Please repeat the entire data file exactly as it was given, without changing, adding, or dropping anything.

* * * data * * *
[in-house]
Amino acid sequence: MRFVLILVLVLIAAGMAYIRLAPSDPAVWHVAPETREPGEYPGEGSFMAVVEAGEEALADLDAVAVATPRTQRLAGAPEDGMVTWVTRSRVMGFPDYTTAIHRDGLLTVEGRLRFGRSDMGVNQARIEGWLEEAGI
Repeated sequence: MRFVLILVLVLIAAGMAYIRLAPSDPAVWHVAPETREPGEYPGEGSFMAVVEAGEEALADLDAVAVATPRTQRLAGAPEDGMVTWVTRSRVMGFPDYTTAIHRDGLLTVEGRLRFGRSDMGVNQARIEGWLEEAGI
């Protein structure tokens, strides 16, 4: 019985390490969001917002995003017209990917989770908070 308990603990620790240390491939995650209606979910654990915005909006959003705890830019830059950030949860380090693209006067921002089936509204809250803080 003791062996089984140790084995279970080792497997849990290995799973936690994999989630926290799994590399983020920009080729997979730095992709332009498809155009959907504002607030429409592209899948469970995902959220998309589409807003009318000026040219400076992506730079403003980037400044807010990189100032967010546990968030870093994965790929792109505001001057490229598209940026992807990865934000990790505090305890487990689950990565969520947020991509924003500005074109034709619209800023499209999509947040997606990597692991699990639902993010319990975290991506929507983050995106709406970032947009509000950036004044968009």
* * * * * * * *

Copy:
[in-house]
Amino acid sequence: MRFVLILVLVLIAAGMAYIRLAPSDPAVWHVAPETREPGEYPGEGSFMAVVEAGEEALADLDAVAVATPRTQRLAGAPEDGMVTWVTRSRVMGFPDYTTAIHRDGLLTVEGRLRFGRSDMGVNQARIEGWLEEAGI
Repeated sequence: MRFVLILVLVLIAAGMAYIRLAPSDPAVWHVAPETREPGEYPGEGSFMAVVEAGEEALADLDAVAVATPRTQRLAGAPEDGMVTWVTRSRVMGFPDYTTAIHRDGLLTVEGRLRFGRSDMGVNQARIEGWLEEAGI
């Protein structure tokens, strides 16, 4: 019985390490969001917002995003017209990917989770908070 308990603990620790240390491939995650209606979910654990915005909006959003705890830019830059950030949860380090693209006067921002089936509204809250803080 003791062996089984140790084995279970080792497997849990290995799973936690994999989630926290799994590399983020920009080729997979730095992709332009498809155009959907504002607030429409592209899948469970995902959220998309589409807003009318000026040219400076992506730079403003980037400044807010990189100032967010546990968030870093994965790929792109505001001057490229598209940026992807990865934000990790505090305890487990689950990565969520947020991509924003500005074109034709619209800023499209999509947040997606990597692991699990639902993010319990975290991506929507983050995106709406970032947009509000950036004044968009």